Abort-- Tory Bruno (@torybruno) October 1, 2020
Abort. Abort. Abort. Abort. Abort.
Five times in a row, Boeing's (NYSE:BA) and Lockheed Martin's (NYSE:LMT) rocket-launching joint-venture United Launch Alliance has had to abort planned launches of a Boeing-designed Delta IV heavy lift rocket. ULA initially planned to launch the rocket from Launch Complex-37B (LC-37B) at Cape Canaveral, carrying a spy satellite payload dubbed "NROL-44," back in June 2020. A series of technical glitches and weather delays, however, have kept the rocket grounded.
So what exactly is the problem here?
Not so much the rocket as the launch pad
The good news for Boeing fans is that there's nothing wrong with its Delta rocket design per se -- the contrary is more like it. Since Boeing designed it in 1960, 385 Deltas have launched successfully, including nearly a dozen Delta IV Heavy rockets. Rather, reports Ars Technica, the problem is with the "aging infrastructure" of LC-37B, which has been launching Delta IVs since 2002.
Four of NROL-44's five failed launch attempts have in fact been caused by "technical problem[s]" with the rocket's launch pad. One launch was scrubbed because of a failed "ground systems regulator," and another for a "pad side stuck regulator" and "torn diaphragm," which ULA CEO Tory Bruno admitted "can occur over time."
Then there were problems "with the launch pad's swing arm retraction system" and, of course, inclement weather. The fifth and most recent attempt, on Sept. 30, got scrubbed when "a sensor reported a fault" just seven seconds before launch.
And now, with mechanical problems continuing to crop up, ULA has changed the date of its next attempt to "indefinite," pending a "test and [evaluation of the launch pad's] swing arm retraction system."
Delta IV is going away
Ars notes a few big-picture issues behind the series of nagging little glitches that have kept the NROL-44 grounded. Wear and tear on the launch pad is one. The infrequency of ULA launches from the launch complex is another.
On average, ULA has only launched about one Delta IV rocket per year for the past four years. And with the launch complex sitting dormant for 364 days a year, there aren't a lot of opportunities to put it through its paces and detect (and fix) launch-canceling glitches before they happen.
Industrial companies like ULA are capital-intensive businesses, and are expected to spend a lot of money maintaining their infrastructure. But from a financial perspective, ULA doesn't have a lot of incentive to put a lot of effort into upgrading LC-37B. The company has already retired its basic Boeing Delta IV rocket. It only plans to launch three more triple-core Delta IV Heavies (including NROL-44) from LC-37B before that rocket gets retired as well. With the Delta IV's curtain call so near, ULA is said to be focusing on getting nearby LC-41 ready to launch the new Vulcan-Centaur rockets that will replace Delta IV, rather than on keeping LC-37B in tip-top shape.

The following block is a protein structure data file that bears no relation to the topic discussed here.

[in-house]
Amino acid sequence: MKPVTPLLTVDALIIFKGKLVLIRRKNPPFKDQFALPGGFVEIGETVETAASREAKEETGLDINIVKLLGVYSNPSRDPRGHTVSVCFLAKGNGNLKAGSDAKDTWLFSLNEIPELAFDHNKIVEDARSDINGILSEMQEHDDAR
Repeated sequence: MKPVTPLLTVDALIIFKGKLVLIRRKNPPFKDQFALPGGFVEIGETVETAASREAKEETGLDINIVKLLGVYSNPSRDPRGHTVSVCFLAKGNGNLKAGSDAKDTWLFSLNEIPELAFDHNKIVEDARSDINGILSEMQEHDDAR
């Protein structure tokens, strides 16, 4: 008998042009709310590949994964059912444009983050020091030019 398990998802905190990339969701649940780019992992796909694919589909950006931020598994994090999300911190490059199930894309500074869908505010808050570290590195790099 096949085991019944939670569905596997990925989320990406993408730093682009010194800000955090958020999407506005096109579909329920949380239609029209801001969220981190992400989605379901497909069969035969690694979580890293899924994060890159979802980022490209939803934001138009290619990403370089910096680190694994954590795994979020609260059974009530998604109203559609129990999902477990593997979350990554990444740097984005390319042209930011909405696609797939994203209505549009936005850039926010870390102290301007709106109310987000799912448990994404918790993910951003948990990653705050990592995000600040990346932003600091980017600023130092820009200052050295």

What it means for Boeing investors
But here's the thing: One of ULA's strongest arguments when bidding for U.S. government contracts has always been its technical prowess, and its record of launching 140 straight rockets in a row, without a single failure. (In fact, CEO Bruno emphasizes this point, tweeting out a triple-digit update after each successful launch):
140-- Tory Bruno (@torybruno) July 30, 2020
Now, it's certainly understandable that ULA might not want to sink too much more money into a depreciating asset like LC-37B, which is sure to become obsolete in a few years. But the more glitches ULA allows to happen, the greater the risk that one of these glitches causes a serious problem with a launch -- an "anomaly" -- ruining ULA's record right before its newest rocket family begins service.
Even if ULA avoids such an out-and-out disaster, Ars notes that the company's frequent launch scrubs "frustrate other range users." Granted, "scrubs" are endemic to this business. Every company suffers them from time to time. But ULA's continual delays may be hurting its reputation with other rocket companies, and with NASA itself. After all, every launch window that ULA claims for itself -- whether it uses it or not -- is a launch window denied to another rocket company.
When you consider that ULA already can't compete with rivals such as SpaceX on price, reputation is really ULA's most valuable asset at this point. Maintaining its reputation for quality and on-time performance is therefore essential to keeping government contract money flowing to the company's owners, Boeing and Lockheed. The more ULA's reputation erodes, the greater the risk to Boeing's and Lockheed's space businesses -- and profits -- going forward.